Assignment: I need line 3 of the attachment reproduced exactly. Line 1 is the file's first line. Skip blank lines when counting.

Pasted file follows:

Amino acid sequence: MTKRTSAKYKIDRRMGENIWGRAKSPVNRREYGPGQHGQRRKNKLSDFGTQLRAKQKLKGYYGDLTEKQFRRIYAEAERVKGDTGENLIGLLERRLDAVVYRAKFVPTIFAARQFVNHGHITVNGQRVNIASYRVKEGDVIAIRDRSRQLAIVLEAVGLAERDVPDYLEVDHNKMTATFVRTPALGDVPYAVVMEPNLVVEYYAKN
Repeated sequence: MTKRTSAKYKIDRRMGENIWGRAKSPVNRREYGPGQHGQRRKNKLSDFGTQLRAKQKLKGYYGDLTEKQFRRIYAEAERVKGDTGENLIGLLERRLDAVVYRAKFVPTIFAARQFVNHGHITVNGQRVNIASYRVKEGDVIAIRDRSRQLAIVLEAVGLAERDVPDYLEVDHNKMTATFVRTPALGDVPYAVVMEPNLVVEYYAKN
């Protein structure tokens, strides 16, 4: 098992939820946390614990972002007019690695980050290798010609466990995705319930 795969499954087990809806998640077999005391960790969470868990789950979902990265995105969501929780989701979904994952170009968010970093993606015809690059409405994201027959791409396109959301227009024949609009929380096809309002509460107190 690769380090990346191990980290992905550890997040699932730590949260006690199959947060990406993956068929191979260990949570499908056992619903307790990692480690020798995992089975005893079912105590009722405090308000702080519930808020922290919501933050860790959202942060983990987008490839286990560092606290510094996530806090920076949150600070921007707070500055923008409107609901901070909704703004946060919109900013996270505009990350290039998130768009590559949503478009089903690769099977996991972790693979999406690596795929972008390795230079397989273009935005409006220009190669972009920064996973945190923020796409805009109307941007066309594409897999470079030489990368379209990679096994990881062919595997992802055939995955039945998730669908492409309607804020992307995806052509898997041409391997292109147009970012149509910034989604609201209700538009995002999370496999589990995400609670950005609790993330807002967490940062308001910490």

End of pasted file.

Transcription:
């Protein structure tokens, strides 16, 4: 098992939820946390614990972002007019690695980050290798010609466990995705319930 795969499954087990809806998640077999005391960790969470868990789950979902990265995105969501929780989701979904994952170009968010970093993606015809690059409405994201027959791409396109959301227009024949609009929380096809309002509460107190 690769380090990346191990980290992905550890997040699932730590949260006690199959947060990406993956068929191979260990949570499908056992619903307790990692480690020798995992089975005893079912105590009722405090308000702080519930808020922290919501933050860790959202942060983990987008490839286990560092606290510094996530806090920076949150600070921007707070500055923008409107609901901070909704703004946060919109900013996270505009990350290039998130768009590559949503478009089903690769099977996991972790693979999406690596795929972008390795230079397989273009935005409006220009190669972009920064996973945190923020796409805009109307941007066309594409897999470079030489990368379209990679096994990881062919595997992802055939995955039945998730669908492409309607804020992307995806052509898997041409391997292109147009970012149509910034989604609201209700538009995002999370496999589990995400609670950005609790993330807002967490940062308001910490």